Locke and Key

Jackson Robert Scott in 'Locke & Key.' (Ken Woroner/Netflix)
Jackson Robert Scott in 'Locke & Key.' (Ken Woroner/Netflix)


After their father is murdered under mysterious circumstances, the three Locke siblings and their mother move into their ancestral home, Keyhouse, which they discover is full of magical keys that may be connected to their father's death. As the Locke children explore the different keys and their unique powers, a mysterious demon awakens — and will stop at nothing to steal them.


Netflix’s Locke & Key is based on a series of graphic novels of the same name by Joel Hill and Gabriel Rodriguez. After their success with Umbrella Academy, also based on graphic novels, it seems Netflix is riding this train, and I hope they never stop because Locke & Key is another gripping and fun show to sink into.

After the Locke family witness the tragic murder of their father by a former student, their mother moves them across the country to his family home in Massachusetts. Keyhouse is in need of some refurbishing, and the Locke’s are in need of a fresh start.

The youngest son, Bode soon befriends a voice at the bottom of the well who tells him that Keyhouse has magic keys that allow the wielder to have special powers. She’s in search of the Anywhere Key so she can get out of the well. Bode, being a very trusting and therefore stupid child, learns very quickly not to befriend echoes which are trapped at the bottom of wells.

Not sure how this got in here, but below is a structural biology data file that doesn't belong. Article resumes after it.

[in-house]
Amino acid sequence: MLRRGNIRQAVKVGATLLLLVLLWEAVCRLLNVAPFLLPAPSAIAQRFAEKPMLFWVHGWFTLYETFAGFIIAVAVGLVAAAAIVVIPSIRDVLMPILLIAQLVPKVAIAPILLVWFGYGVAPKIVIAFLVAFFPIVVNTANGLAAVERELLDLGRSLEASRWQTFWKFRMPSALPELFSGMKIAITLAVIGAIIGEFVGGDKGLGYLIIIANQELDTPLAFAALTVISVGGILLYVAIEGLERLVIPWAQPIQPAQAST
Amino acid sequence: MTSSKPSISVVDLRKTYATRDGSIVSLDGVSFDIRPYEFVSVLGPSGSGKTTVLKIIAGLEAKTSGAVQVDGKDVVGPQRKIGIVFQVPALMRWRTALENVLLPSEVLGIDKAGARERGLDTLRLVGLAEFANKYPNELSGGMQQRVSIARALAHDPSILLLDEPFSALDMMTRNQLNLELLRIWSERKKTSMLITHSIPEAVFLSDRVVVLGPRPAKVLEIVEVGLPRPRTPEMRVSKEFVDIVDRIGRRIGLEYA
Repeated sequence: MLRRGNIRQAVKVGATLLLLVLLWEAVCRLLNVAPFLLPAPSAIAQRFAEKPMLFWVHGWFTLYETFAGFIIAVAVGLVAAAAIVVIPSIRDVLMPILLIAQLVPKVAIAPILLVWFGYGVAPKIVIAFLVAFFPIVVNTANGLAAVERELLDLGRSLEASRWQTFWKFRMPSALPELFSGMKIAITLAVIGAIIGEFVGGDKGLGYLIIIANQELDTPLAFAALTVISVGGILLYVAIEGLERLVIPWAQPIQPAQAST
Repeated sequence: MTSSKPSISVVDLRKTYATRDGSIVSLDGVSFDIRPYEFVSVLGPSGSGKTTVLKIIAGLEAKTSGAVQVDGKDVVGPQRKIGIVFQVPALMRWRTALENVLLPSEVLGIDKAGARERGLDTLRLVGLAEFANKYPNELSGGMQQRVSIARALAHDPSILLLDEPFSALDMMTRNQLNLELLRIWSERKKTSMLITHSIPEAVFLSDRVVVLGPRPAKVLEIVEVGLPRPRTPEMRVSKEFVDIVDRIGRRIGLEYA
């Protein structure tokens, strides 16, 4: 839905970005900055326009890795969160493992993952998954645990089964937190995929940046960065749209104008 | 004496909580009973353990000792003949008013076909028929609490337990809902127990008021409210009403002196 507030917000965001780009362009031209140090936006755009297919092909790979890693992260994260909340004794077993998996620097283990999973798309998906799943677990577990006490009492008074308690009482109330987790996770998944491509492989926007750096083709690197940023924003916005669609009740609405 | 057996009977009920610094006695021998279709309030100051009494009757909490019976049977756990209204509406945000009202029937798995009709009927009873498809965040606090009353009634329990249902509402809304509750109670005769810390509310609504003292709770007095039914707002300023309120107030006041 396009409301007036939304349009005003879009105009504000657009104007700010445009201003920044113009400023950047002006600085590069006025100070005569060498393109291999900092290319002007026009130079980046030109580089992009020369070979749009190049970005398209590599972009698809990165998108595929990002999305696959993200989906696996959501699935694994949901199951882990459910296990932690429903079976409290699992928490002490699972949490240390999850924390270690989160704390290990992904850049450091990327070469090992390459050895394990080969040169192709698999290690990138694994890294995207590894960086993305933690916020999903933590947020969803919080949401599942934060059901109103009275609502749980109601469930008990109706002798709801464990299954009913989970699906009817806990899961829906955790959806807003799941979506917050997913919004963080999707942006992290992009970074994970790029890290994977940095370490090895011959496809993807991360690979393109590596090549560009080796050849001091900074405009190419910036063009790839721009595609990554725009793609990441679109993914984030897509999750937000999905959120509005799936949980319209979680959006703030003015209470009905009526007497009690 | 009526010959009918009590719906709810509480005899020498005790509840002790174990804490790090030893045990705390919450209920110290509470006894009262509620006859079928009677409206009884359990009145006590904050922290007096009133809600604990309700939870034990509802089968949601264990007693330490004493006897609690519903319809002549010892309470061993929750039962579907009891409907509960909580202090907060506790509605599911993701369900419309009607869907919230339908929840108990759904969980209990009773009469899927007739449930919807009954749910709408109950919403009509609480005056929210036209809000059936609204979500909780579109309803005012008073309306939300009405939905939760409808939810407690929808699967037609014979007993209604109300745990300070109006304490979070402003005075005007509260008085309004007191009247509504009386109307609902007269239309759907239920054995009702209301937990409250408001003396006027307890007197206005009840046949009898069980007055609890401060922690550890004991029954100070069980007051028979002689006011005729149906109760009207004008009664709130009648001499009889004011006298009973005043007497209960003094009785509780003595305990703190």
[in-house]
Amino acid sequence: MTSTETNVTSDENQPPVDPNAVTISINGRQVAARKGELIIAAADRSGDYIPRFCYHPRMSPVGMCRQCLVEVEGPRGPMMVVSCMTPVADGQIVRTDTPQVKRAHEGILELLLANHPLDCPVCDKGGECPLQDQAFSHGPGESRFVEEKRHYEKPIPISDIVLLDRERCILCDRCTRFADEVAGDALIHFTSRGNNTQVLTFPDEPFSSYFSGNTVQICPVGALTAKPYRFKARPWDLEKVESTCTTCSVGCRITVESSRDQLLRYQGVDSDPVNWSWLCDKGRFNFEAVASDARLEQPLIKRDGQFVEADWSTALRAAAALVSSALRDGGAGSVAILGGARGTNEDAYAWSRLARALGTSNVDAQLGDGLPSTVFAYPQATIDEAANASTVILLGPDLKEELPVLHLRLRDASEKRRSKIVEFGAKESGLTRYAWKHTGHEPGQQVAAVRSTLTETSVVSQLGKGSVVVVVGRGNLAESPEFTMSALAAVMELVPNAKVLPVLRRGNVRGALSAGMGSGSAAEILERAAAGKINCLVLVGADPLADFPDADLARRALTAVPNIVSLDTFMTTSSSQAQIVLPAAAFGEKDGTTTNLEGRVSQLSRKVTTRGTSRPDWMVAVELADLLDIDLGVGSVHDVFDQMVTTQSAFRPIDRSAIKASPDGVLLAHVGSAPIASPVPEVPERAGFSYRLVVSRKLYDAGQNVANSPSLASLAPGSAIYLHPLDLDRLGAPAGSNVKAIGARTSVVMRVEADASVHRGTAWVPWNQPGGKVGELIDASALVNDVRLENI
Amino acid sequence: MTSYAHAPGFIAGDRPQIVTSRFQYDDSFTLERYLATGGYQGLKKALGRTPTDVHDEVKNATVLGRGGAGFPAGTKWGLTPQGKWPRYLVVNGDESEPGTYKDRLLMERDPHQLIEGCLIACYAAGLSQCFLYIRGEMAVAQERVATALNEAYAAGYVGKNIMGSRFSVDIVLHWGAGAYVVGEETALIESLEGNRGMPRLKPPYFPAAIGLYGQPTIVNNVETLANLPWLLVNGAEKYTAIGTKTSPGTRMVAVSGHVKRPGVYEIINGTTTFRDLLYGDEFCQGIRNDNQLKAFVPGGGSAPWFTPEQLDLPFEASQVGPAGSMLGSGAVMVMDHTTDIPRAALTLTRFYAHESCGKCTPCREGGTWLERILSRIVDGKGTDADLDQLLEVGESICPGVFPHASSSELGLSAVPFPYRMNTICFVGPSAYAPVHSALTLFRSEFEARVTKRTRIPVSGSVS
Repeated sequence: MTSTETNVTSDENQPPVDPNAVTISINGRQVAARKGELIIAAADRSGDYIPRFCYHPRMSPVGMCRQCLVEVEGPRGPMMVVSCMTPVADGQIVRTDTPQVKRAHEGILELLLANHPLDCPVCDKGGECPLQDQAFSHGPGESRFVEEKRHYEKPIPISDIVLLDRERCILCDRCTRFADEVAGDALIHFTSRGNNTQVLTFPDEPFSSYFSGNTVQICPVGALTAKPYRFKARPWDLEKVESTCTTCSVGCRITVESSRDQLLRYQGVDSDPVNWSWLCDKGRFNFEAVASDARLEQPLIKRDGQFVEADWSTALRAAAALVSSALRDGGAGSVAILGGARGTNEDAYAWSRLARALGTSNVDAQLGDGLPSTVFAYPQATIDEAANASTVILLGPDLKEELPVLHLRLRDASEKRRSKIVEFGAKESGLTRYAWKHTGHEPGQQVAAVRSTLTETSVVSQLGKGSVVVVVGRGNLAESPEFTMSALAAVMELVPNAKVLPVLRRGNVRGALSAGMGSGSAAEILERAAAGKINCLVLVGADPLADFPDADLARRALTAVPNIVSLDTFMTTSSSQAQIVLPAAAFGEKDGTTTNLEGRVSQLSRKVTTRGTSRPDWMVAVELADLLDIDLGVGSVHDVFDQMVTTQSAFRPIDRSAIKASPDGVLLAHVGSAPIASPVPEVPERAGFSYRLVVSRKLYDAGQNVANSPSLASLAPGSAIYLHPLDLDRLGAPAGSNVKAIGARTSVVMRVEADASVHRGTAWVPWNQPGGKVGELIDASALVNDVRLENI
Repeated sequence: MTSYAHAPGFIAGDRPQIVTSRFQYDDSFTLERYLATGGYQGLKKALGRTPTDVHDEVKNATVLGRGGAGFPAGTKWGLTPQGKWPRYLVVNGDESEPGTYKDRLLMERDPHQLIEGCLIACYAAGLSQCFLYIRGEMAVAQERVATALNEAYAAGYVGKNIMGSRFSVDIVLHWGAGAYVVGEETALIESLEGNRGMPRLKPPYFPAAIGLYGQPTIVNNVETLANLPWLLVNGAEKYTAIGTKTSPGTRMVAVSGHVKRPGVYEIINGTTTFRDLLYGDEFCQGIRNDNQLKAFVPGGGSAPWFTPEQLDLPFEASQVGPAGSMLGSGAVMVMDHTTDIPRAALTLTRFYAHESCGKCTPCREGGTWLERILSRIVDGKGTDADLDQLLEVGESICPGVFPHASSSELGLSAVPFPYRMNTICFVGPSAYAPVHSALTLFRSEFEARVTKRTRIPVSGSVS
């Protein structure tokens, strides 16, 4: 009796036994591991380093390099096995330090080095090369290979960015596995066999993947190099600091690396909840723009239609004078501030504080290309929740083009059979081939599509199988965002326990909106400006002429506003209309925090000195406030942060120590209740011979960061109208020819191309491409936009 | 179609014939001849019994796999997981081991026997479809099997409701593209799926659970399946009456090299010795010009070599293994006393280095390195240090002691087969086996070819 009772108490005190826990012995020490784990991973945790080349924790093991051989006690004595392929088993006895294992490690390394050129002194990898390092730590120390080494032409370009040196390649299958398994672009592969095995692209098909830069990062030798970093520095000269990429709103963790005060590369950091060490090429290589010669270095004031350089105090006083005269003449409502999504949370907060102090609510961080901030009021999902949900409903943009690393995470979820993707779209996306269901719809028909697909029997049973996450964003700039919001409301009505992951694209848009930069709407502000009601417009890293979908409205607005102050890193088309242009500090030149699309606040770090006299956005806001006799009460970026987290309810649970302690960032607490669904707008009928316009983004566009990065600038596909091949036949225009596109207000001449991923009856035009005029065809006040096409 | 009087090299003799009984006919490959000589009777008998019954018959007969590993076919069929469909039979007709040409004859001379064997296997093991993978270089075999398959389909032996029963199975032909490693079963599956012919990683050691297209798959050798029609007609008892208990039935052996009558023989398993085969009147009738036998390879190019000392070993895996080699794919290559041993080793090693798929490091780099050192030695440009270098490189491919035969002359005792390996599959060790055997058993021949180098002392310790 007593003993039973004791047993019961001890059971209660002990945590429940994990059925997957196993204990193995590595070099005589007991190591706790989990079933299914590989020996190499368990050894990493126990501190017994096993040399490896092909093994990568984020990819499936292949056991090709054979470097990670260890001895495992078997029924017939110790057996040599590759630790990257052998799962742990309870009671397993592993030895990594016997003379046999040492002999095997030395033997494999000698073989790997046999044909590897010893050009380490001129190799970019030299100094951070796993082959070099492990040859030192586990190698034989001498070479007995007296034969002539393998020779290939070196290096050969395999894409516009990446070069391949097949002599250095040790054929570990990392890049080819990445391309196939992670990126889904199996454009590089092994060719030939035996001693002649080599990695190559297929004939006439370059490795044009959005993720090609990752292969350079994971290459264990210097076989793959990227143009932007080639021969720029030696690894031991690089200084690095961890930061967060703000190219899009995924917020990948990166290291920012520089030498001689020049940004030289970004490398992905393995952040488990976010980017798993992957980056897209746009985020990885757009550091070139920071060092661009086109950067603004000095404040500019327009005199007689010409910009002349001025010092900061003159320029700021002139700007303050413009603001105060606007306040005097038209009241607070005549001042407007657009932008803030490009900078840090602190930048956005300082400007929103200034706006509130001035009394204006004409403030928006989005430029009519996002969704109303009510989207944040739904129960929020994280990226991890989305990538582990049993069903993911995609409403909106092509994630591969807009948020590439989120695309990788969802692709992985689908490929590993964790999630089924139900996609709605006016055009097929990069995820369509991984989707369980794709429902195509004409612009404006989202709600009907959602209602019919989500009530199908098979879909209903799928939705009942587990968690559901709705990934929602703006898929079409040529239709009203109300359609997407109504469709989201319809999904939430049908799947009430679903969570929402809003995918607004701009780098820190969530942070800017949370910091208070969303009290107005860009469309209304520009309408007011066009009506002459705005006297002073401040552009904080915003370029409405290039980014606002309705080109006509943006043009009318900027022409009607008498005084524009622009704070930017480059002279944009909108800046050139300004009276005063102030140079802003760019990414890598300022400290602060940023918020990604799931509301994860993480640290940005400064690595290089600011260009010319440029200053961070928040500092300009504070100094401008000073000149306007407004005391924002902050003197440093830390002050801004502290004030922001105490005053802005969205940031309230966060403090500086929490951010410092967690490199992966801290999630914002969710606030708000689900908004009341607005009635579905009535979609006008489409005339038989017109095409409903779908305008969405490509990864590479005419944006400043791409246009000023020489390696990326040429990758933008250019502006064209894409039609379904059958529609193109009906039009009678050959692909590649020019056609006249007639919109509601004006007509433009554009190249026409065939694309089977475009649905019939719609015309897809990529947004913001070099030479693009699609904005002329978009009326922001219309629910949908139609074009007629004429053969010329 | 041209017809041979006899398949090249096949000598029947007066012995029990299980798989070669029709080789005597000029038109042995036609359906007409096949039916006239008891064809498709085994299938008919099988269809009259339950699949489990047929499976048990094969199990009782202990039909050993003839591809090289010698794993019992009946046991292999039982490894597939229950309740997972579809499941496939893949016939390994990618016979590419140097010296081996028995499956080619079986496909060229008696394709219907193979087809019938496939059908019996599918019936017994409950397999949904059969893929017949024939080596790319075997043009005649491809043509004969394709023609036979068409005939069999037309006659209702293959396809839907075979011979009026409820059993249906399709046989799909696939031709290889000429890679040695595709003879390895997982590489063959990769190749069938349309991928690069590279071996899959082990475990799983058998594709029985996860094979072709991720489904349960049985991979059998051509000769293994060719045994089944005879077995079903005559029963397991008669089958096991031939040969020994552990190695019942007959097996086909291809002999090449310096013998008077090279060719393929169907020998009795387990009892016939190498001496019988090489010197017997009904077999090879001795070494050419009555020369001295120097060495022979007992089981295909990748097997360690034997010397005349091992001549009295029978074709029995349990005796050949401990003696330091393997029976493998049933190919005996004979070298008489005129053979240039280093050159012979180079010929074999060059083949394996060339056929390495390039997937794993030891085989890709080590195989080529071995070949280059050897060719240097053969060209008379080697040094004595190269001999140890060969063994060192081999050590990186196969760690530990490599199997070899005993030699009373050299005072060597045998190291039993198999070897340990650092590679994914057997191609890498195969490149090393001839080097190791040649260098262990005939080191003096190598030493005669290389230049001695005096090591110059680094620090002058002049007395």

Bode has two older siblings, Kinsey and Tyler, who are very close to each other and who love Bode very much. The siblings have a strong relationship with each other, but that doesn’t mean that they don’t have problems with each other either. The death of their father was brutal, and they were all witness to it, so they each carry trauma from that which affects not only themselves but their relationships with each other.

But now to the fun stuff: the keys. Only the children can hear the call of the keys and soon accumulate a number of them. And while initially, it’s all fun and games, they quickly learn how dangerous they are especially since Well Lady aka Dodge aka Lucas is after them. And even though she has to be given the keys willingly, she is not opposed to hurting children to get them.

The mystery of who Dodge/Lucas is was not one that I saw coming, and her motivation for getting the keys is not clear until the very end. The Gabe plot twist at the end was not very surprising because he is just suspiciously nice and too accepting of everything.

There are lots of mysteries to solve throughout it all to keep viewers on their feet and guessing throughout the ten episodes, and the show does a good job of pacing them and revealing it all. The mystery regarding Uncle Duncan’s memories and what happened with the original Keepers of the Keys is one that their father’s childhood friend, Ellie eventually tells the kids and it’s what helps them to pull off their final plan. Although, that doesn’t work out too well for Ellie unbeknownst to the kids.

The acting is excellent, especially from young Jackson Robert Scott who plays Bode. He is just the right amount of annoying yet lovable little brother. Even though he is naïve at the beginning with Well Lady, he learns from his mistakes and can hold his own even though his older siblings try to unnecessarily protect him and keep him out of it all.

The setting of small-town Massachusetts and Keyhouse itself are characters all on their own. The house is big and foreboding and holds so many mysteries but also answers for the Locke family and I’m excited to see what season 2 has in store for them.